The White House
December 29, 1942

U.S. Navy Department (December 30, 1942)

Communiqué No. 233

South Pacific.
On December 27:

  1. Army and Marine Corps troops on Guadalcanal Island killed 114 Japanese in patrol skirmishes with the enemy. U.S. casualties during these encounters were 2 killed.

  2. U.S. Marines, in an exchange of artillery and mortar fire destroyed an enemy mortar, a machine gun position, and killed between 30 and 40 Japanese. The Marines later ambushed and killed 11 more of the enemy. Marine casualties were 2 killed and 1 wounded.

On December 29, U.S. planes made two attacks on enemy cargo vessels in Wickham Anchorage on the southeast coast of Vangunu Island in the New Georgia group of the Solomons. Bombing and strafing resulted in the sinking of two of the enemy vessels.

The Pittsburgh Press (December 30, 1942)


London, England –
U.S. heavy bombers attacked the German submarine base at Lorient this afternoon, a joint communiqué of the U.S. Army and the British Air Ministry said. Formations of enemy fighters were fought off and a number were destroyed. Three U.S. bombers are missing.

Allied planes rake Tunisia

Axis port, supply columns blasted ceaselessly
By Edward W. Beatie, United Press staff writer

Bakers say U.S. can’t stop rise of retail bread price

Ban on slicing, fancy twisting, other practices will be negated by flour, fats increases, they say

Pay-as-you-go tax hopes rise

Congress may enact law before March 15



By Florence Fisher Parry

I feel awkward in saying this, for no one needs and enjoys Christmas cards more than I. Indeed, they furnished me untold comfort this year during the grueling days before Christmas.

But it does seem to me that this year might have been a good time to desist from this peacetime indulgence. As I watched the burdened postmen stagger under their loads of mail, nine-tenths of which was made up of Christmas cards; and as I stood in line at the post office vainly trying to post a package which was one of millions that was to be delayed getting to our Armed Forces, and waited for people to get off their hundreds of local greeting cards, I found myself questioning the value and appropriateness of this pleasant convention in wartime.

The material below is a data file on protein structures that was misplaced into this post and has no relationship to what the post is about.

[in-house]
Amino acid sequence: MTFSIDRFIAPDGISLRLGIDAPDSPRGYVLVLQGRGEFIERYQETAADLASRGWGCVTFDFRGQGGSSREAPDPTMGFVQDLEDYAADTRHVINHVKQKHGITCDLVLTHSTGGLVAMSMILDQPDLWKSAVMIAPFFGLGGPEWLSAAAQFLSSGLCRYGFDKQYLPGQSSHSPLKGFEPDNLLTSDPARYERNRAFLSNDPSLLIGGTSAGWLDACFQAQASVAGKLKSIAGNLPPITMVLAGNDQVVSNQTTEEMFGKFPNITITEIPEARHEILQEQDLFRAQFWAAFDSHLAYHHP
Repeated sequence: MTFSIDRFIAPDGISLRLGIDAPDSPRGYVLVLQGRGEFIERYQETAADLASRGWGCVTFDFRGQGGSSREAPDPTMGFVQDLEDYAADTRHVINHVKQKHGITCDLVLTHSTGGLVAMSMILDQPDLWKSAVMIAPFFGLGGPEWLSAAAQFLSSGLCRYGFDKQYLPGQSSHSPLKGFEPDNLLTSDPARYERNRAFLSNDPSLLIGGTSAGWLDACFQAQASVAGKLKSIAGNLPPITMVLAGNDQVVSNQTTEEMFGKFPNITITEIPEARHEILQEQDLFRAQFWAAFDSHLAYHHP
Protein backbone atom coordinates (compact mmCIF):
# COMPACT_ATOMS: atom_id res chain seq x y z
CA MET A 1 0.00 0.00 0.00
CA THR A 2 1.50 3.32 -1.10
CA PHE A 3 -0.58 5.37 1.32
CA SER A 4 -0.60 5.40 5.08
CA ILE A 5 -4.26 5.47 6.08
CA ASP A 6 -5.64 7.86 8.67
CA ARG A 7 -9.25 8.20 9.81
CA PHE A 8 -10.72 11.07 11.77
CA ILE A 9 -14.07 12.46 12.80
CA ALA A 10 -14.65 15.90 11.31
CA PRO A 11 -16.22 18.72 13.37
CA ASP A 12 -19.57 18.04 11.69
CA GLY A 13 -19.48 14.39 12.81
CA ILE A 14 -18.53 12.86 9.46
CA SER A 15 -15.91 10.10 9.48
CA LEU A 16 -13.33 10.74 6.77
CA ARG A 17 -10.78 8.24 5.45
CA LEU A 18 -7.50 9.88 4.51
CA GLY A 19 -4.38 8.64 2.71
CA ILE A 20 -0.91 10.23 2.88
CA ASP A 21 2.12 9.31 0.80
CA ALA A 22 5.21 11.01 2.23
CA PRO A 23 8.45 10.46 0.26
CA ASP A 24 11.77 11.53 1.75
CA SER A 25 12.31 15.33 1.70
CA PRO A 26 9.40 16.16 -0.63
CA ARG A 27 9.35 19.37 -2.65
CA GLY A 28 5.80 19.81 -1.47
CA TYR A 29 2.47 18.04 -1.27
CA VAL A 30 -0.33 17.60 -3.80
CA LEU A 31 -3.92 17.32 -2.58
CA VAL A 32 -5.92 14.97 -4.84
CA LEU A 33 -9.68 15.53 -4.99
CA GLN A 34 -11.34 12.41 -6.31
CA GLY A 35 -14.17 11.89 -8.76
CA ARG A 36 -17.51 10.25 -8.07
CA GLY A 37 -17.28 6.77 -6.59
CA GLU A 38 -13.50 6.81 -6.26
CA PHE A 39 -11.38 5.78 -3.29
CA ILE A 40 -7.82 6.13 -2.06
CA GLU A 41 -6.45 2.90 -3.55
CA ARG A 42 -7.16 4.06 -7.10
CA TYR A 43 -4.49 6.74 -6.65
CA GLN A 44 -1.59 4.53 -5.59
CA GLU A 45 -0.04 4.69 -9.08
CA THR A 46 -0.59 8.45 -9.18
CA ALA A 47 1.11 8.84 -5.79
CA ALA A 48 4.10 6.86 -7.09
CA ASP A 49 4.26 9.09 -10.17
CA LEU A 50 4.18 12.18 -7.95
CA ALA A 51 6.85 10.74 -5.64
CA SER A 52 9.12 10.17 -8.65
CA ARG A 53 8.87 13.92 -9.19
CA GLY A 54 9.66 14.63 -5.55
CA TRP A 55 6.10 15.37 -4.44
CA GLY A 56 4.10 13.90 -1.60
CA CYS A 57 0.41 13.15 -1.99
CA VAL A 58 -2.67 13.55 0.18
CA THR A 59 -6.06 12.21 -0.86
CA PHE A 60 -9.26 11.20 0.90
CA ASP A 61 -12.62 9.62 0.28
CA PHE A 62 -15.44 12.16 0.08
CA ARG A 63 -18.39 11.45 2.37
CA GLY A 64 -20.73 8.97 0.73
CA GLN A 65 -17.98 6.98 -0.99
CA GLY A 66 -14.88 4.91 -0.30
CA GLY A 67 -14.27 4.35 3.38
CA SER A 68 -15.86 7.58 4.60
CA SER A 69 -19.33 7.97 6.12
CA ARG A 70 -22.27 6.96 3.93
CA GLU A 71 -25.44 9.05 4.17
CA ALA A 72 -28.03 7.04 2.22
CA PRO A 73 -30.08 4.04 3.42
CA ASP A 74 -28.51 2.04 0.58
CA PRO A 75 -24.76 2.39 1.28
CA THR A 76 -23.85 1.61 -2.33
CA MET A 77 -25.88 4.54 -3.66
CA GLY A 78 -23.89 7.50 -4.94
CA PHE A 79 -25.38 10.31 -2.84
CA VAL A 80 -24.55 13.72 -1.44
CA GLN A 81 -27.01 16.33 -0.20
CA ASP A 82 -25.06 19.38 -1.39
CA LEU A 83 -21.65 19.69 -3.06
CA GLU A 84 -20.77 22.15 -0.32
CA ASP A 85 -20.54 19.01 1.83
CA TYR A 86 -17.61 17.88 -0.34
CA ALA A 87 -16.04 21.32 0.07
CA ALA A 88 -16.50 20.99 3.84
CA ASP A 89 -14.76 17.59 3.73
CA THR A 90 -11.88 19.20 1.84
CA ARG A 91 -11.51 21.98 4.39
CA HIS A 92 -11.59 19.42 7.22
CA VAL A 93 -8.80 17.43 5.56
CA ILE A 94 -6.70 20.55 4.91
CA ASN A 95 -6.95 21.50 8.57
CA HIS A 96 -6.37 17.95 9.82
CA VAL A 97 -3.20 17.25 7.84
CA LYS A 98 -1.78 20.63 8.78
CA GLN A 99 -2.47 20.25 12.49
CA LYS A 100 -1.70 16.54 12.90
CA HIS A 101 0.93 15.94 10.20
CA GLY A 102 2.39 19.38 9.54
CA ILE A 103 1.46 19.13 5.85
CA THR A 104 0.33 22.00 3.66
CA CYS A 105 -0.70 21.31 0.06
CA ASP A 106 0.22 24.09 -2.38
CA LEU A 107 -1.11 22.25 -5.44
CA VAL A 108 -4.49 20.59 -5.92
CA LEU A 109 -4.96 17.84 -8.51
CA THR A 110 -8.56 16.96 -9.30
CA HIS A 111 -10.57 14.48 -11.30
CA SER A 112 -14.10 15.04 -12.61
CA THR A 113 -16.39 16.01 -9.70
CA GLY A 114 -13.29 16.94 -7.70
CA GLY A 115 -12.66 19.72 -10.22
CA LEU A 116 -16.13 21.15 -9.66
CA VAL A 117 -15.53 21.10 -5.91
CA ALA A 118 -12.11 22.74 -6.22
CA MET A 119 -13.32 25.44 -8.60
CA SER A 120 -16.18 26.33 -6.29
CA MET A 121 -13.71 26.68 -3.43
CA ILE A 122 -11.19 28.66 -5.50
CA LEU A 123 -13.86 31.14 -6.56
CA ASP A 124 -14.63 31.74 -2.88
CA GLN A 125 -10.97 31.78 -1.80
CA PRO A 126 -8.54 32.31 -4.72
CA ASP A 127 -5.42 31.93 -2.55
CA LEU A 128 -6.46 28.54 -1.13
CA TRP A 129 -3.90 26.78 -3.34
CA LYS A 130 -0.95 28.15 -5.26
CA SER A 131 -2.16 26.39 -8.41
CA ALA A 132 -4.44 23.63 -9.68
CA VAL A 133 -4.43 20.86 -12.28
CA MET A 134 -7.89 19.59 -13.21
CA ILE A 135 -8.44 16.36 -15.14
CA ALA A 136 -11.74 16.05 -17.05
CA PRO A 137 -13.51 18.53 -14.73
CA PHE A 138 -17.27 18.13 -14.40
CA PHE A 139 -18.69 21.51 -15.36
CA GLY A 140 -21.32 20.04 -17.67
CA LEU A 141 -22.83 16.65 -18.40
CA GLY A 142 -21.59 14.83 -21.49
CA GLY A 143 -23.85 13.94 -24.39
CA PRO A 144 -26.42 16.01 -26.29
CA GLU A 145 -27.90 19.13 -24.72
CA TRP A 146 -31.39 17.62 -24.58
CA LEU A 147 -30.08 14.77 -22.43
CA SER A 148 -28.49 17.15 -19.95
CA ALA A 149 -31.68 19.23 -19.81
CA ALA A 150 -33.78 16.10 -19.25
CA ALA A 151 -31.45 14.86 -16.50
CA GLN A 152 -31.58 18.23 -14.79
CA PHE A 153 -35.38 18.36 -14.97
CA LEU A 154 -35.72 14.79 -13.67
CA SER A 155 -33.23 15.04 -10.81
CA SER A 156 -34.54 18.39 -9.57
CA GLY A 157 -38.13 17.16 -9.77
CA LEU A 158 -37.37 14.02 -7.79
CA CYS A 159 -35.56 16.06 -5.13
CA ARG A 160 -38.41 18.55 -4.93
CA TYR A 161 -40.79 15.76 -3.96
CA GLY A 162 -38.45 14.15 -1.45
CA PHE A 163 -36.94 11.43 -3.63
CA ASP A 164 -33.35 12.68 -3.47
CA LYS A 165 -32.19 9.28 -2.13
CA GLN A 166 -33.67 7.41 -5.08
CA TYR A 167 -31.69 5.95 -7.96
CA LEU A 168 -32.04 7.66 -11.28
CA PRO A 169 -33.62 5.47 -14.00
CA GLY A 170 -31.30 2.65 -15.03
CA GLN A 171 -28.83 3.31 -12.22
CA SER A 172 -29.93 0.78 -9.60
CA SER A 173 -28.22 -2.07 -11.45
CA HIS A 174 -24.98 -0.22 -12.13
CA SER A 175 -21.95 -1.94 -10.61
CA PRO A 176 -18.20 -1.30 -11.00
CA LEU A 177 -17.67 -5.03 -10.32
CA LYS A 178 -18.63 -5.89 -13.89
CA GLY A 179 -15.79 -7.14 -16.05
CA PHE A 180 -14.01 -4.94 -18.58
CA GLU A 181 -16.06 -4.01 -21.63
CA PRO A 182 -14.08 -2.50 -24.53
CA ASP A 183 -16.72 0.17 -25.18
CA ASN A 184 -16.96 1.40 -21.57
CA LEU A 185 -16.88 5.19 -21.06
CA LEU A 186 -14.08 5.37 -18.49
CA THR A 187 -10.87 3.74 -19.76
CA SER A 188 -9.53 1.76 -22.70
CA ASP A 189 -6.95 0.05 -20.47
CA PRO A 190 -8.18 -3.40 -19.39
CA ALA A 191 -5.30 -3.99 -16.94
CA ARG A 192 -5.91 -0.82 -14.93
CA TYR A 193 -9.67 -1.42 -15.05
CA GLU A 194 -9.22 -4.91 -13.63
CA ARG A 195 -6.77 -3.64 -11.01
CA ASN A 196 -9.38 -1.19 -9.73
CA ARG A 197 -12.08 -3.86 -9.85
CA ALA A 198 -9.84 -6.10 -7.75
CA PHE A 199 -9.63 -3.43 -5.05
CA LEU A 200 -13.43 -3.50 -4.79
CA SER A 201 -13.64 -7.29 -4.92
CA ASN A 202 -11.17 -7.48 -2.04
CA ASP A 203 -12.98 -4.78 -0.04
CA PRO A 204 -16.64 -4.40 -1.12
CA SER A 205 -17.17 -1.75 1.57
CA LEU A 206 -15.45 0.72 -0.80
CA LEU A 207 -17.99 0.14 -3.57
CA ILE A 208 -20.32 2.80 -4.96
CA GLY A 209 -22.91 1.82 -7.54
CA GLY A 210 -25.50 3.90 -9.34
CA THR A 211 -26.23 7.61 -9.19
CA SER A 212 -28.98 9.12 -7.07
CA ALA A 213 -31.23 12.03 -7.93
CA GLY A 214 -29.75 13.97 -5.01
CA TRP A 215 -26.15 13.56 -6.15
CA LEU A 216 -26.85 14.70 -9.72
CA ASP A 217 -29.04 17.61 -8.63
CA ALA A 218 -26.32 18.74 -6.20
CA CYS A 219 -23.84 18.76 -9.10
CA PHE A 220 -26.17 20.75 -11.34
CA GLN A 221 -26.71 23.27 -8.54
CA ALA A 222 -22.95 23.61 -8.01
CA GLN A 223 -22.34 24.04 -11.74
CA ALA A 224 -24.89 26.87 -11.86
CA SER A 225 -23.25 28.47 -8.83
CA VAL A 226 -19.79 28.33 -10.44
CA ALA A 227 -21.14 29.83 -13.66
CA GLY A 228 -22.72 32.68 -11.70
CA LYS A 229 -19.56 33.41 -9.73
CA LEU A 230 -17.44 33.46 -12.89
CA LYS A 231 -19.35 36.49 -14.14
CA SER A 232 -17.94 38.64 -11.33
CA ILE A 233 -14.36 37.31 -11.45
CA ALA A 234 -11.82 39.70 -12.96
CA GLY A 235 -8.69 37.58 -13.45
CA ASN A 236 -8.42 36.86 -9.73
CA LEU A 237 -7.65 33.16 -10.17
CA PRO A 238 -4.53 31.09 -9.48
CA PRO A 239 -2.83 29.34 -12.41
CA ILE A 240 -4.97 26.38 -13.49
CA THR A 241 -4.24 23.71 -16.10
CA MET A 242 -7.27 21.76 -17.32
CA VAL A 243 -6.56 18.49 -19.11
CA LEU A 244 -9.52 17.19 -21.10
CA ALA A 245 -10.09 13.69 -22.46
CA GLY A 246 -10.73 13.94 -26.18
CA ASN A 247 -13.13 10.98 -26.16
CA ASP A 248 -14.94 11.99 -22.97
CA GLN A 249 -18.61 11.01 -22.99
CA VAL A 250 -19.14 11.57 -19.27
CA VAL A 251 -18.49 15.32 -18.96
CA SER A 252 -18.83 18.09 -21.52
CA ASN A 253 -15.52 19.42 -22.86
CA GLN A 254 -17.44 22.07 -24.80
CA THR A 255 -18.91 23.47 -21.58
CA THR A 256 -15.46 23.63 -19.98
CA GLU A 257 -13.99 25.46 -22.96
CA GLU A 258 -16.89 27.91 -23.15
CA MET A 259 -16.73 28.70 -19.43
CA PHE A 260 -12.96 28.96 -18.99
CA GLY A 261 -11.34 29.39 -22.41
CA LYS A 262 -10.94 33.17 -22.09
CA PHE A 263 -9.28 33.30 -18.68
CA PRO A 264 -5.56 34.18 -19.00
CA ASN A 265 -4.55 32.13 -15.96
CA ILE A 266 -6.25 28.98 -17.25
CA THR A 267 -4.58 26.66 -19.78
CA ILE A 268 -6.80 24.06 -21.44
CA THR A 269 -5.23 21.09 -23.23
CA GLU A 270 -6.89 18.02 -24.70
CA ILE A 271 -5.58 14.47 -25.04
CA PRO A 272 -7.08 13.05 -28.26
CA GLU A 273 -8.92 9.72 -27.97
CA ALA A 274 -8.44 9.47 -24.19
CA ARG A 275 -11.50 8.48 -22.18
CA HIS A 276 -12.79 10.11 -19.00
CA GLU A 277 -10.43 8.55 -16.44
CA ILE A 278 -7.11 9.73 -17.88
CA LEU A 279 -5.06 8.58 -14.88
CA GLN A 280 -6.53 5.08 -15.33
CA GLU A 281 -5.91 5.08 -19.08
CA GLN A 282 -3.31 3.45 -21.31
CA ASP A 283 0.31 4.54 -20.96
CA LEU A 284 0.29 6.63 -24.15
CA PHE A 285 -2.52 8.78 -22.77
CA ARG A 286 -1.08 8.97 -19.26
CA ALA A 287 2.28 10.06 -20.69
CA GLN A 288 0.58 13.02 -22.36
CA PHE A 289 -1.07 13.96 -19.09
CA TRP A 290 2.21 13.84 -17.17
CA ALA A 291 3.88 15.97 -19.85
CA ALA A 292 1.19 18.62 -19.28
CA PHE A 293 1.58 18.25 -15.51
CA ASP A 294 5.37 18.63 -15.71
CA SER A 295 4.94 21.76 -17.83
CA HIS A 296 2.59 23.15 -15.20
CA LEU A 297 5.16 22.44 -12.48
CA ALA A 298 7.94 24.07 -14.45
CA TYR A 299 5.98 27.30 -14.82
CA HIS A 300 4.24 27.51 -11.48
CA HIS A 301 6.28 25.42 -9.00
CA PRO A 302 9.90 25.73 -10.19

It takes all kinds of packages to make a war Christmas… The one which gave me my most difficult moment was one containing all the books which I had been sending to a certain Army air base… and now returned.

A glance revealed that many had not been read through, a few not even opened… I remembered a line of a letter:

No time, anymore, to read. Living is becoming pretty basic…

Basic living… how far removed we are from that! How much to cast off before we pare down to elementary life! Gas, sugar, coffee. How soft and unreal we still are, how in a false dream we still live, and call ourselves patriots, and call ourselves the home front!..

These books, I leaf through them. Tokens of a life discarded, for millions of sensitive hungry-minded men, tokens of a dream-like life which must now seem to have been lived on some far ancient star. Yet a life which gave them an added equipment, an inner equipment, not to be discarded, no, not even on a raft…

And now the year totals are being drawn up. The great summation is being set down. 1942 is over at last. And the record is there before you.

And as I look at it, it seems to me that the thing that stands out is the great heap. There on the side, the great heap of things discarded, of things that have lost their value. One by one, they have dropped out of our lives. They do not matter any longer. They have become trash and clutter – Junk.

Speed and recklessness on the highways, and the ugly screech of tires. Waste and overflowing garbage cans, and aimless overburdened housekeeping, with its restless change of decorations and curtains and maids… Parties and prizes and footless teas, and trying on clothes and shoes…

And silly “meetings” and aimless discussions… New uses for leisure… Can we remain neutral?.. Shall we boycott silk from Japan?

Youth movements… WPA… Unemployment… Shorter hours. Higher wages. Strikes.

Out the window with them all.

War is hell. But even hell can heat a crucible.